But these scenes serve absolutely zero purpose whatsoever. The entire place is a dream, so there’s no feeling of actual danger, and the “epic quests” to acquire the item in these sequences are just a pointless way to spice up the relatively mundane action of sliding a knife out of a holster or a lighter out of a pocket.
It’s hard to tell which segment is supposed to be a reprieve for the other. Are these scenes meant to distract us from the horribly scripted conversations and emoting going on in the imaginary brothel? Or are the burlesque scenes meant to give us a break from the relentless, stupidly ridiculous action of the fantasy assault dance missions?
Bunny jetpack mechs fighting resurrected steampunk Nazis. The mind, it boggles.
Zack Snyder tried something here. He wanted to make a modern day Alice in Wonderland, a fairy tale written from scratch, told in the medium of absurd action movies. It’s a valiant and noble thought, but I’ve never seen a movie miss a mark so widely. Any points for originality or trying something new are just completely eclipsed by how stunningly bad the final product is.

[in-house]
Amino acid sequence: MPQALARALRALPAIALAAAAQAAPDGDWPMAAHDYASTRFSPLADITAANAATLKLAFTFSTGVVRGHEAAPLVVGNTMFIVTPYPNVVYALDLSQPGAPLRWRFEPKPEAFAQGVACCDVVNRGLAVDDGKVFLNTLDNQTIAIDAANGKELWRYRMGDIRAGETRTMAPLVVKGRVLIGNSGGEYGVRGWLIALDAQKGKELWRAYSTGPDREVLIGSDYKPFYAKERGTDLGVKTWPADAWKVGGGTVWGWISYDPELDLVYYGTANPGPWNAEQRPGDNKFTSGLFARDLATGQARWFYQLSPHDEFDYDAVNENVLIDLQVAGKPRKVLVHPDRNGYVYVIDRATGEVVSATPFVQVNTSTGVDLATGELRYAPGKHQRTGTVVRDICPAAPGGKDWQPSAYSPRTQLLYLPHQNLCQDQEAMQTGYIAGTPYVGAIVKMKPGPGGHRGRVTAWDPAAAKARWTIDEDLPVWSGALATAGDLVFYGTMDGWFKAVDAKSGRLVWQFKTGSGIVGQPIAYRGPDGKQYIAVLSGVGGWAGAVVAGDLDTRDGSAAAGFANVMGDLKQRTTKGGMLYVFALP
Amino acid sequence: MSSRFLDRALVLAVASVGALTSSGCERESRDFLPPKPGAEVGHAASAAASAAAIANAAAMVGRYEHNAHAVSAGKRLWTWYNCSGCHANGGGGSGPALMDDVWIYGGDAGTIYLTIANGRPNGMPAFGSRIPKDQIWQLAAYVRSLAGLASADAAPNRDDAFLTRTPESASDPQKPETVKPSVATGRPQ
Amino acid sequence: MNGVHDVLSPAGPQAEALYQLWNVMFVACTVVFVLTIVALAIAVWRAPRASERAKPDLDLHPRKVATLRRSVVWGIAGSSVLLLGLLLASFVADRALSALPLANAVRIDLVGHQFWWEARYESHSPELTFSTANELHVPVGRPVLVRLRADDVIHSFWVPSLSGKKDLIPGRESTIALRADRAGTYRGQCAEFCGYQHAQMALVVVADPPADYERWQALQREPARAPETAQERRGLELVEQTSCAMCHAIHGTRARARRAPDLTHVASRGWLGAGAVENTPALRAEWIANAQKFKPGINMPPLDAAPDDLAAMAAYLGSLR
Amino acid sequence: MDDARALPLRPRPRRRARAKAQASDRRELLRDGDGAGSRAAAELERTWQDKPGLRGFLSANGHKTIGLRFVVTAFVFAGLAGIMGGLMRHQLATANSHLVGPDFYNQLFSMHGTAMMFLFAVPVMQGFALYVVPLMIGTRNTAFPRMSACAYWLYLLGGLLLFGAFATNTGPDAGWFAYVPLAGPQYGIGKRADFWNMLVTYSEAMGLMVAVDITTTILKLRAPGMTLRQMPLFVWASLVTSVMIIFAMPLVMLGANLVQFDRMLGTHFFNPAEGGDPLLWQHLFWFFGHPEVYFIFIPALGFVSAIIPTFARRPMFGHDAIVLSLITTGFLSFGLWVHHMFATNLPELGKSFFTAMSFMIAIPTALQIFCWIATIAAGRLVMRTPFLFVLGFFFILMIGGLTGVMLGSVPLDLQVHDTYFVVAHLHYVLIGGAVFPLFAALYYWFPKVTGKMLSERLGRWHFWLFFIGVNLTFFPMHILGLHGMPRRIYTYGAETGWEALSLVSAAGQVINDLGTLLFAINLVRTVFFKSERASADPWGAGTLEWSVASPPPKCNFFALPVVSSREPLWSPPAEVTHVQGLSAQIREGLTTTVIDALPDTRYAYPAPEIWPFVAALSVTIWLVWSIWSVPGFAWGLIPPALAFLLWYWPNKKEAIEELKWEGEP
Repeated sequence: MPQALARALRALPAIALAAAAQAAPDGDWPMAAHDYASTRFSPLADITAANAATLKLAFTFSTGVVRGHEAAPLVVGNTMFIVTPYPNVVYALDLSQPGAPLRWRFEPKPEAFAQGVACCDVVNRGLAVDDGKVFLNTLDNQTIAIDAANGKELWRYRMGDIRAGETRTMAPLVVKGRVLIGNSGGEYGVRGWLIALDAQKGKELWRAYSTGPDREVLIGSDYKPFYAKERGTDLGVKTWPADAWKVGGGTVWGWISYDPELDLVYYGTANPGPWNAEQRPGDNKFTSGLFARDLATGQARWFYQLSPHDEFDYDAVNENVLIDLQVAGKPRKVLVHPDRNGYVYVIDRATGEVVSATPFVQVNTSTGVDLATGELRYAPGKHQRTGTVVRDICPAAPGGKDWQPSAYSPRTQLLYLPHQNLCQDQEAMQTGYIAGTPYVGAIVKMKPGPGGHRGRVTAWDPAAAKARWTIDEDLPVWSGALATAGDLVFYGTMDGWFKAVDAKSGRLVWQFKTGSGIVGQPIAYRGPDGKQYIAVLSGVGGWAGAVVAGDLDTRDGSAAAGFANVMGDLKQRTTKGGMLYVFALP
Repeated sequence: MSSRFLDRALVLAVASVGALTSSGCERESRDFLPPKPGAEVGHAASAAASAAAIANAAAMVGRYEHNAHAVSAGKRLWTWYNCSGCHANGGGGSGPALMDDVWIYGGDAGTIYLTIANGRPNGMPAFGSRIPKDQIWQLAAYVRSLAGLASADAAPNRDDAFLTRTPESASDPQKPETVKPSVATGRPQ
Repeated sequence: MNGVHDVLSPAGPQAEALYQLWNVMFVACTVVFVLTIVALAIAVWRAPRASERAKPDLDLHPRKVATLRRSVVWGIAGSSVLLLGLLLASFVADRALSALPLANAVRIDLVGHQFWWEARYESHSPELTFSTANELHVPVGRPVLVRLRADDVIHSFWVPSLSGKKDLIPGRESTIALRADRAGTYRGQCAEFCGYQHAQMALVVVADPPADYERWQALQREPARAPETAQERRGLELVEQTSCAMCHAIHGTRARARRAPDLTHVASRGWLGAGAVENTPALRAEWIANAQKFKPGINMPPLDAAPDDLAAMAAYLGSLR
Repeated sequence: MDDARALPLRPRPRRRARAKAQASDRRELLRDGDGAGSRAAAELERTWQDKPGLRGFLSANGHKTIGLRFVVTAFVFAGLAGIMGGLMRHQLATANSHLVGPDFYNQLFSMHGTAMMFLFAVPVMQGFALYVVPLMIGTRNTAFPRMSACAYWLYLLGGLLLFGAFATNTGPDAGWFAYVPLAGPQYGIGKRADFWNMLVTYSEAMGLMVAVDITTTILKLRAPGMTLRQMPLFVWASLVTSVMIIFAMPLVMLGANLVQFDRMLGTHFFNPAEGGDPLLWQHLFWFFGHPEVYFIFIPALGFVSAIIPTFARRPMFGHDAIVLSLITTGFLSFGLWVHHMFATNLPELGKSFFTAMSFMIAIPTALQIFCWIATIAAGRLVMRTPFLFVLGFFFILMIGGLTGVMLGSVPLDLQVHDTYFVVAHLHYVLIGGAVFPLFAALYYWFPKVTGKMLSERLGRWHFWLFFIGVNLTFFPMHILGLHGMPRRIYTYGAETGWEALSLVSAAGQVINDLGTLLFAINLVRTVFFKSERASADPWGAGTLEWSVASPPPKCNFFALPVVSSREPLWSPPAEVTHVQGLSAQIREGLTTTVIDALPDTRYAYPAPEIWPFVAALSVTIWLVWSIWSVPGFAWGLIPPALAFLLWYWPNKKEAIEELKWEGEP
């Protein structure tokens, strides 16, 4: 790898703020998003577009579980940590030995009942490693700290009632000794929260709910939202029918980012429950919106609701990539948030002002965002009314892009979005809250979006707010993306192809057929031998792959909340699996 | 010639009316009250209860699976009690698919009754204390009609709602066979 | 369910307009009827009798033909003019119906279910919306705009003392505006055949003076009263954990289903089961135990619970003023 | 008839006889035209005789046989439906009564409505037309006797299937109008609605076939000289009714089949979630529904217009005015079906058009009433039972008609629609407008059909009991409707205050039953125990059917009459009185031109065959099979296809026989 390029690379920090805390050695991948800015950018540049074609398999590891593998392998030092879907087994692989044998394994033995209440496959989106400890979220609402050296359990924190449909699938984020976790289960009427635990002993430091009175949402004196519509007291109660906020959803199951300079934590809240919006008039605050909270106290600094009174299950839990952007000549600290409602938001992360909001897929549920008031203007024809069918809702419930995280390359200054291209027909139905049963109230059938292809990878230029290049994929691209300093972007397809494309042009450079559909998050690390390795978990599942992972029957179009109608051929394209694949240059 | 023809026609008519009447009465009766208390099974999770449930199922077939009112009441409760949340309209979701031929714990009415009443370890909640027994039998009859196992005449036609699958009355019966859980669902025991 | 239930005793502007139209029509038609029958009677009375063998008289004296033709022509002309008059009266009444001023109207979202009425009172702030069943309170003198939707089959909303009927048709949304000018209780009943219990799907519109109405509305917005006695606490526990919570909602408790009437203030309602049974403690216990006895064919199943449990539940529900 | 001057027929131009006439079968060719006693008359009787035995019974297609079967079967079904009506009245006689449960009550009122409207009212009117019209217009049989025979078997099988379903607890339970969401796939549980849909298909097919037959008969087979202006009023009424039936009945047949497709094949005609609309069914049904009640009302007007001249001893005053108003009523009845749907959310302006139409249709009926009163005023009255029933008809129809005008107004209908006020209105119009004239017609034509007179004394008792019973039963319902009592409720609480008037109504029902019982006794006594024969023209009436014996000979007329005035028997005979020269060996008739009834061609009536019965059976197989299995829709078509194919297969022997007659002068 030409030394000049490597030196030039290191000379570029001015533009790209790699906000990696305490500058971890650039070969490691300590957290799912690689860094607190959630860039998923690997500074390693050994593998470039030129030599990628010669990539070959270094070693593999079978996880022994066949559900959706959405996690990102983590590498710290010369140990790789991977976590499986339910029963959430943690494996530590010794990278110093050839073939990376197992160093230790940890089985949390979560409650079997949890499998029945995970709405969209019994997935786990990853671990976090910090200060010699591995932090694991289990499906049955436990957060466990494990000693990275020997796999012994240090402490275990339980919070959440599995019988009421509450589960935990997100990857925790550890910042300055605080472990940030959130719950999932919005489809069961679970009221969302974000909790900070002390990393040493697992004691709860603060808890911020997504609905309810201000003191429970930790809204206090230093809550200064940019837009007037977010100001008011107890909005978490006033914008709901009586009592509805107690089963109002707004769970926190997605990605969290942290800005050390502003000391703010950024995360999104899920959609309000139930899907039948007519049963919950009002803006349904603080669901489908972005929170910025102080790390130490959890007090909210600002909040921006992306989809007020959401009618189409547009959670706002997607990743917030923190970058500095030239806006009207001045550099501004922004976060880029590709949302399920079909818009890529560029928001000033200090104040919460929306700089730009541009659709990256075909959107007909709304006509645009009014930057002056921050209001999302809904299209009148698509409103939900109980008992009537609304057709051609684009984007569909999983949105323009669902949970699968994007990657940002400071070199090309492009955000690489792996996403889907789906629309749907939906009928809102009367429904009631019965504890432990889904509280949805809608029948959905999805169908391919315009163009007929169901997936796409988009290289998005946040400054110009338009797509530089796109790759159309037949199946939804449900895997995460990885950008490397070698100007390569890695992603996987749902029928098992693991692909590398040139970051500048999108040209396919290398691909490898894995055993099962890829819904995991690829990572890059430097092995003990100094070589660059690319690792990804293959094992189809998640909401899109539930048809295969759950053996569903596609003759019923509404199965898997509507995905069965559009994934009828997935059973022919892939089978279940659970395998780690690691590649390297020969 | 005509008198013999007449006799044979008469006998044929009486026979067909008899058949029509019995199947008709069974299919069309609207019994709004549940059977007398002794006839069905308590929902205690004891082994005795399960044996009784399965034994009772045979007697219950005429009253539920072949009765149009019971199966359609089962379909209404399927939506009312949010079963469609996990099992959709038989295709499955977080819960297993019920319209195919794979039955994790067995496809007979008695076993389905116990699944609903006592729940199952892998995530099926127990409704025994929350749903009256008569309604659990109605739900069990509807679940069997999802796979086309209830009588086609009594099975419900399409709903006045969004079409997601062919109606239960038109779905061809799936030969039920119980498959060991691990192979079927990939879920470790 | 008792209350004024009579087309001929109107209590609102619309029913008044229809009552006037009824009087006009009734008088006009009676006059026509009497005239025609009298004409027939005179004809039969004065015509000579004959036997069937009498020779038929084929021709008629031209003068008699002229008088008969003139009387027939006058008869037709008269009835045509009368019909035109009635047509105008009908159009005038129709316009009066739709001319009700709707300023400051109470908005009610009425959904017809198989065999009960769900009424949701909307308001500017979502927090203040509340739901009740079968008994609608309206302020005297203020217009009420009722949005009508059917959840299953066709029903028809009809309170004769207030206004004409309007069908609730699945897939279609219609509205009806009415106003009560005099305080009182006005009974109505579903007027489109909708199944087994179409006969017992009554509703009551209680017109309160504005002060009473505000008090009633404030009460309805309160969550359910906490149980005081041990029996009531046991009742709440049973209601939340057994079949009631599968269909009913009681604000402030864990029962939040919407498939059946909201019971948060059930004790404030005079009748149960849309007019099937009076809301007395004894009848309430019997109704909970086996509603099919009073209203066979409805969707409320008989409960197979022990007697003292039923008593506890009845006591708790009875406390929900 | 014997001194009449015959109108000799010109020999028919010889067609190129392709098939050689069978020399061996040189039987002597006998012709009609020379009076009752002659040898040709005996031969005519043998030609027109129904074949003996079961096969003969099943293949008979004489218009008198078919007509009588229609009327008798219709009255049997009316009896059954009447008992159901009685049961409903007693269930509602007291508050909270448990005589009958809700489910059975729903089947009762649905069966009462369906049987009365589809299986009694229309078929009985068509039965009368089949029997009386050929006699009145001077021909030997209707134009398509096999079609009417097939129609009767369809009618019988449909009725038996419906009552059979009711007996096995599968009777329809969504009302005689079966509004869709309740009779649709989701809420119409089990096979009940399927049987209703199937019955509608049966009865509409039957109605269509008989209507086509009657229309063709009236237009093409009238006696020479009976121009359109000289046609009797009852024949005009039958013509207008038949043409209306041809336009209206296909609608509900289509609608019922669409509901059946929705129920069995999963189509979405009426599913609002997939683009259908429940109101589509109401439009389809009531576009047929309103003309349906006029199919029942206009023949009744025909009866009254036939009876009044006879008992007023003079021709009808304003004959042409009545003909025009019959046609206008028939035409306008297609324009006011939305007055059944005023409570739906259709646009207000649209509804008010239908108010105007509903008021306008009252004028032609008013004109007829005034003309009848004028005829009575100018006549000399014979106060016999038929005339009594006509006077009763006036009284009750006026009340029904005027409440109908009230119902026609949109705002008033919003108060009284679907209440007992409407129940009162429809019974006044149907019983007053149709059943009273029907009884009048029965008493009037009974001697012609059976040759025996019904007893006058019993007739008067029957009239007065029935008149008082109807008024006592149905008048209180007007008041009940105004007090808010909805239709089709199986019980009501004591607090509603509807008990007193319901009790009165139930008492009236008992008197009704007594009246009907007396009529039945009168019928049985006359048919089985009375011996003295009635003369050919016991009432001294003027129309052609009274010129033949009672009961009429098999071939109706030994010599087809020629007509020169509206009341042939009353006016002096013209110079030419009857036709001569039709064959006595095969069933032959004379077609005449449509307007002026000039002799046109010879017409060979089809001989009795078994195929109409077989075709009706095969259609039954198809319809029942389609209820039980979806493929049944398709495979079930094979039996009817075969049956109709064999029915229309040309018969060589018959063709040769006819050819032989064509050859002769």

Snyder’s signature visual style is out in full force here, and he’s cranked the dial up to eleven in terms of over-the-top slow motion action. Yes, there are a few scenes that are rather well choreographed, but there’s just way too much CGI here, and as I mentioned, most times everything just feels like an extended cinematic from a video game. It’s too much. It’s all way, way too much.
There could have been something here. I imagine a story about a group of girls in a mental hospital, banding together and fighting their demons by retreating into their minds. Their quest would be to confront the evil that put them there (an abusive father, sibling, authority figure, whoever, manifested in monster, zombie or dragon form), and they would emerge on the other side, sane and ready to attempt an escape.
But there’s just no depth like this in Sucker Punch, none at all. By the time she starts gunning down main characters, we don’t even care, and when it finally returns to the reality of the asylum, you almost forgot that’s where we started as this whole film feels like some sort of nightmare that I had to experience instead of the creative, stylish movie this could have been.
0.5 out of 5 stars
“Hahaha, can you believe they pay us to make this shit?”